Grand Canyon Legends - John H. "Harvey" Butchart

A page dedicated to Dr. Butchart has been long overdue on this site. I have had it on my list for a long time and just never seemed to get around to it. The Canyon is such a big place that I manage to frequently loose myself in it, even as far as this web site goes. And so, now, finally, here is my tribute to my hero of Grand Canyon backcountry travel Mr. J. H. "Harvey" Butchart.

John H. "Harvey" Butchart, or just plain, old "Harvey", as his friends would call him is a true legend of Grand Canyon backcountry travel. His Grand Canyon hiking career spans some 42 years, beginning in 1945 and ending in 1987, when at age 80 he finally had to give it up. In that time he has spent 1,024 days in the canyon and has logged 12,000 miles on various trails and routes, some well-known, but many discovered by himself. The Backcountry Office at the Grand Canyon National Park (south rim) has a copy of his hiking map hanging on a wall for all to see.

Some of his many accomplishments include the following:

  • Discovery of a route through the Canyon from Lees Ferry to Havasu Canyon.
  • Discovery of 116 rim-to-river routes through the Redwall.
  • First-ascents of 25 out of 148 of the Canyon's named buttes, temples, shrines, etc.

Harvey never wore hiking boots and normally travelled the Canyon in inexpensive work shoes bought at Sears or K-Mart. He averaged about 12 miles per day on his hiking trips, throughout his career. Among other rather dangerous undertakings, he would often float downstream or across the Colorado River on cheap air mattresses. He would initially walk for 2 solid hours at the beginning of a hike before taking his first break and he limited all of his breaks to five-minute periods, timed with a pocket watch. When hiking in his 60s and 70s he would still leave his much younger hiking companions in the dust.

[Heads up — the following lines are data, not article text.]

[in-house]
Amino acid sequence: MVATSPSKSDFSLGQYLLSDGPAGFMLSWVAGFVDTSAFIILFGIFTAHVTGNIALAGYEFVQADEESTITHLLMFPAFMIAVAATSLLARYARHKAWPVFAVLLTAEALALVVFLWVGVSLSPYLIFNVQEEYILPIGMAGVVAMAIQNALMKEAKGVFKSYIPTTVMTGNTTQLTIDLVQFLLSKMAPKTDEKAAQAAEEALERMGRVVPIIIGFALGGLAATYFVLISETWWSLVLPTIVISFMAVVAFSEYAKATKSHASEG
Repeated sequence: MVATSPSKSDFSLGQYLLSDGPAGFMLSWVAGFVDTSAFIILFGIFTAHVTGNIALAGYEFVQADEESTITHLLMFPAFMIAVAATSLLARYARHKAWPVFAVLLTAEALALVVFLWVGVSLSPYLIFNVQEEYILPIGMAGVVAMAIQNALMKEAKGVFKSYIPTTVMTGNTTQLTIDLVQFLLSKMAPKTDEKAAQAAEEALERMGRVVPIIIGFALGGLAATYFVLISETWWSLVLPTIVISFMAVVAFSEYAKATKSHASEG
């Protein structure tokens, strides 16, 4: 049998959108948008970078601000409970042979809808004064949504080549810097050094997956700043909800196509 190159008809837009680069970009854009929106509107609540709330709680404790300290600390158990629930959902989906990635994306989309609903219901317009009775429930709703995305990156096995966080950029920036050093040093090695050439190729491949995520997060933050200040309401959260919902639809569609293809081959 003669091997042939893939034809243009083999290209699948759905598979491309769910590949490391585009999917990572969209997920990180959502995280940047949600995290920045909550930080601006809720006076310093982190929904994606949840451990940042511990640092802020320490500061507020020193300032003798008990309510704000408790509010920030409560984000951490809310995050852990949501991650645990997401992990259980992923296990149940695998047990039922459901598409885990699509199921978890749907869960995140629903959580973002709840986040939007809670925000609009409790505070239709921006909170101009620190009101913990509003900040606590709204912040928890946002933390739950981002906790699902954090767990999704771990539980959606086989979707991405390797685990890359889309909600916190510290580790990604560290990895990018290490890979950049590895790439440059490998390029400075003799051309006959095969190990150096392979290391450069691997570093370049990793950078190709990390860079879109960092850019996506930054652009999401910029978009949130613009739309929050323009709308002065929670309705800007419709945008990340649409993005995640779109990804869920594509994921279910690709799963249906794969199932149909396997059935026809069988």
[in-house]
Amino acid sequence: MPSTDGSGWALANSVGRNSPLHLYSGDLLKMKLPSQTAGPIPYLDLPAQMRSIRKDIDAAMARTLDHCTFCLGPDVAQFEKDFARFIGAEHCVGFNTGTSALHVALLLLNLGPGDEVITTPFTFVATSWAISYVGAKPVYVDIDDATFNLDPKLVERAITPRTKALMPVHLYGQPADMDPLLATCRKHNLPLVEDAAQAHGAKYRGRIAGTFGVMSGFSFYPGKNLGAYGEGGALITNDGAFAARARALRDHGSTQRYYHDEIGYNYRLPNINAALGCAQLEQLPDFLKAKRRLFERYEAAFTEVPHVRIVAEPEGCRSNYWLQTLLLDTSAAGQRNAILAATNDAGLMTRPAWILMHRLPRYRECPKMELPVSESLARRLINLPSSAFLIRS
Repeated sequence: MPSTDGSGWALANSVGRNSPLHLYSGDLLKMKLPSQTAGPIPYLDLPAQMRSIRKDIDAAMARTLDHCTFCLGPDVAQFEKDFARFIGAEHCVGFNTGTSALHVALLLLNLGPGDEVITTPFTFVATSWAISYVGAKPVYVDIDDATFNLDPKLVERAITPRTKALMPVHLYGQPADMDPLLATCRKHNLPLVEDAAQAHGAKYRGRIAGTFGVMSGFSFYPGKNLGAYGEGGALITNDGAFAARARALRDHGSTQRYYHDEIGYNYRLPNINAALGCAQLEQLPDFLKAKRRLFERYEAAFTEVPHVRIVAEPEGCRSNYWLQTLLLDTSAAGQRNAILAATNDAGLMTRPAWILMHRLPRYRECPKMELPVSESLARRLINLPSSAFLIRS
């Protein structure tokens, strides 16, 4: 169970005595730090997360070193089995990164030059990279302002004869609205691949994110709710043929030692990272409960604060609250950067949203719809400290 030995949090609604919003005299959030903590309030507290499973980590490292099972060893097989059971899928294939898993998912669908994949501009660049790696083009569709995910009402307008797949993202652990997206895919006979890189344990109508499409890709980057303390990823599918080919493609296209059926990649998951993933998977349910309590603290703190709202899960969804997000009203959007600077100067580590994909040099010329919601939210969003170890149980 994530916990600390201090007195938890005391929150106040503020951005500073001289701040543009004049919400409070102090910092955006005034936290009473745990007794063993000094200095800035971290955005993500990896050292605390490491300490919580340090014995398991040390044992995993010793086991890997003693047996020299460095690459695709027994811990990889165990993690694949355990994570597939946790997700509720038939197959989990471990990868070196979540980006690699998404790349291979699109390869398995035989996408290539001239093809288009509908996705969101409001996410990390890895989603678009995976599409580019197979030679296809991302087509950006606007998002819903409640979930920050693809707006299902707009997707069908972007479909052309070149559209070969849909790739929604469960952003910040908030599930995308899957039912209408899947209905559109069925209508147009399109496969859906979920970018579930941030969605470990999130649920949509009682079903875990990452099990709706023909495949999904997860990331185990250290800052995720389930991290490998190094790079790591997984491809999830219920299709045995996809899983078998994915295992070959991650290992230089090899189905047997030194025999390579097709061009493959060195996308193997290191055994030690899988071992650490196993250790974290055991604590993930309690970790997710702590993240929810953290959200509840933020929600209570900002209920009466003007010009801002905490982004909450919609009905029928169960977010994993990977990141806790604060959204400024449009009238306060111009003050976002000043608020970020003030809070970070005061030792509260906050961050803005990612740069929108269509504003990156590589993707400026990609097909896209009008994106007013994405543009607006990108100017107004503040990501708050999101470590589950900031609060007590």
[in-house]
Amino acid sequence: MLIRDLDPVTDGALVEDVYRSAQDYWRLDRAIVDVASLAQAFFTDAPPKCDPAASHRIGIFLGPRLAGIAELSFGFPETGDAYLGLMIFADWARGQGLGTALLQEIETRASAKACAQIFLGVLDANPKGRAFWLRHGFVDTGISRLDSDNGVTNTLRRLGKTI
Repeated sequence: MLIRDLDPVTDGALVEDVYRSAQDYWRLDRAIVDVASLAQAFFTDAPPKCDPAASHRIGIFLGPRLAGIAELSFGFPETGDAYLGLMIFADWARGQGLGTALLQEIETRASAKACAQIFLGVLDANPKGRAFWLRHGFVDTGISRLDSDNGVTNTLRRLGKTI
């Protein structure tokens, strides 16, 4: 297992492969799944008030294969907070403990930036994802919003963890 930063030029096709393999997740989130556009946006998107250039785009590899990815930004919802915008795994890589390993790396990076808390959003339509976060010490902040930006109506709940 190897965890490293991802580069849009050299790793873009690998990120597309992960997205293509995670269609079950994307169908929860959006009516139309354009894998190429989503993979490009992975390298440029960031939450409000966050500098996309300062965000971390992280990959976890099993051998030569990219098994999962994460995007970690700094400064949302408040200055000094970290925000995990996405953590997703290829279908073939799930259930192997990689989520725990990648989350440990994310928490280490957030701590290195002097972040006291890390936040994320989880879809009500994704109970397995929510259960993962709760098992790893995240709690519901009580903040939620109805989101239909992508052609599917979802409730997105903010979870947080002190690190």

He was injured in the backcountry on a number of occasions and has broken ribs, both heels and a wrist. In his entire hiking career he only had to be airlifted out of the Canyon on one occasion, when a particularly nasty injury found him incapacited about 200 yards upstream from the Royal Arch in November 1967.

Harvey Butchart was born to the parents of missionaries, in Hofei, China in 1907, and he received his early education at the American school there. The Butchart family returned to the America in 1920 when his father died. Back in the U.S. he attended Eureka College from which he graduated in 1928. He later attended the University of Illinois where he earned his master's and doctorate degrees in 1929 and 1932. In 1945 he began his teaching career at the University of Northern Arizona (which was then called Arizona State College) where he taught mathematics until his retirement in 1976. During his hiking career Harvey has written three hiking guides to the Grand Canyon backcountry: Grand Canyon Treks I, II, and III.

The University of Northern Arizona has one of five known copies of Harvey's hiking log, which exceeds 1000 pages, and contains detailed notes regarding his hiking routes as well as the geology and wildlife he encountered along them. The University of Northern Arizona's Cline Library also has a collection of over 7,000 of his photographs. Some of these have been digititized can be found on-line here.

Check out Dr. Butchart's Slide Collection at Northern Arizona University's Cline Lbrary.

Harvey Butchart
Harvey Butchart signing a copy of one of his Grand Canyon hiking guides, Grand Canyon Treks, at the Annual Grand Canyon Pioneers Society Picnic at Shoshone Point
June 1996

Harvey's Hiking Boots
Harvey's Hiking Boots
From the Grand Canyon Museum Collection

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